As you can see from this selection from the past week, we eat simple food but it's nourishing and delicious.  We had meat for almost every main meal last week but we often have meatless meals. Real food doesn't have to be expensive or complicated.  If you have a good recipe book, or someone to teach you, you will be able to feed your family a variety of good food that you don't pay an arm and a leg for.

Many thanks to everyone who voted for Down to Earth in the Bloggies. The voting ends in a couple of weeks.  I hope we all have a productive and interesting week and you enjoy your work and whatever you do in the coming days.



  1. How would this recipe work if you didn't have self rising flour? How much baking powder (or would it be soda) would you add?

    Or is that even what you would add?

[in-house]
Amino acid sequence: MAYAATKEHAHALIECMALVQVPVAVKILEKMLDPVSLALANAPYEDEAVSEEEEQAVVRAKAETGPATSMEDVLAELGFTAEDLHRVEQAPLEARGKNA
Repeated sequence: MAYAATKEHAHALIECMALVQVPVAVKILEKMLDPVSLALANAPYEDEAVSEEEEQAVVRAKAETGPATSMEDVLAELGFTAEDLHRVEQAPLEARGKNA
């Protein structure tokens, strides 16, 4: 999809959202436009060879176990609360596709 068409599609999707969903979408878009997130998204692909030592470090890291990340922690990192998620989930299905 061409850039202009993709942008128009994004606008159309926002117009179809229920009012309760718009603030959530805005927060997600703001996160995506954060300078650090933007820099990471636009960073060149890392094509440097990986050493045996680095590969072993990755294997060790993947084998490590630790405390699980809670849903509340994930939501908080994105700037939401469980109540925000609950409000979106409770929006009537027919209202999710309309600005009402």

These look terrific and I'd love to make them!

    Tammy and Parker

  2. LOvely Rhonda to see the leftovers being uded they had an article in the newspaper recently about ho many sqillions of tons of leftovers ae thrown out, really shameful,the next generation of children will not even know the word unless your lovely young readers learn from your blog.

  3. I've been looking for something new to make. Thank you!

    Thank you also for posting on here regularly. I don't always comment but I do read every single one.

  4. It's amazing what delicious meals we can make from wholesome, simple ingredients! Everything looks scrumptious!


  5. Tammy, instead of SR flour, substitute all purpose flour with one teaspoon of baking powder to each cup of flour. I hope you enjoy them.